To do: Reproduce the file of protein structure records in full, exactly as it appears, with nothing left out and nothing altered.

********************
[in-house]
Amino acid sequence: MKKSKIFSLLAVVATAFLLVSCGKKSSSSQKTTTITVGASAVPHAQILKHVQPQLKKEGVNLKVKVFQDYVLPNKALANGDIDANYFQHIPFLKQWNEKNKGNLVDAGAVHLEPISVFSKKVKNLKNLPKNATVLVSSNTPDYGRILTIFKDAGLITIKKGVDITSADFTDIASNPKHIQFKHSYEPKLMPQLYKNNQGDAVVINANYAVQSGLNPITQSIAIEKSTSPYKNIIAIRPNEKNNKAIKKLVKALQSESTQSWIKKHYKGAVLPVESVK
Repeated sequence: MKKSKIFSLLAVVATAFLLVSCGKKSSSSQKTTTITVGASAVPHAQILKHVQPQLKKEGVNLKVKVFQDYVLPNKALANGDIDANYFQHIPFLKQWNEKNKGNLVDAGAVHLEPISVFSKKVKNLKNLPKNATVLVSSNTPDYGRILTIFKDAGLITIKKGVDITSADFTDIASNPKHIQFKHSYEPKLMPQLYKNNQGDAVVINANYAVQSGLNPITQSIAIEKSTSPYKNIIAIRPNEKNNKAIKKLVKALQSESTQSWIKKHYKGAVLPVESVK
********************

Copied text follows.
[in-house]
Amino acid sequence: MKKSKIFSLLAVVATAFLLVSCGKKSSSSQKTTTITVGASAVPHAQILKHVQPQLKKEGVNLKVKVFQDYVLPNKALANGDIDANYFQHIPFLKQWNEKNKGNLVDAGAVHLEPISVFSKKVKNLKNLPKNATVLVSSNTPDYGRILTIFKDAGLITIKKGVDITSADFTDIASNPKHIQFKHSYEPKLMPQLYKNNQGDAVVINANYAVQSGLNPITQSIAIEKSTSPYKNIIAIRPNEKNNKAIKKLVKALQSESTQSWIKKHYKGAVLPVESVK
Repeated sequence: MKKSKIFSLLAVVATAFLLVSCGKKSSSSQKTTTITVGASAVPHAQILKHVQPQLKKEGVNLKVKVFQDYVLPNKALANGDIDANYFQHIPFLKQWNEKNKGNLVDAGAVHLEPISVFSKKVKNLKNLPKNATVLVSSNTPDYGRILTIFKDAGLITIKKGVDITSADFTDIASNPKHIQFKHSYEPKLMPQLYKNNQGDAVVINANYAVQSGLNPITQSIAIEKSTSPYKNIIAIRPNEKNNKAIKKLVKALQSESTQSWIKKHYKGAVLPVESVK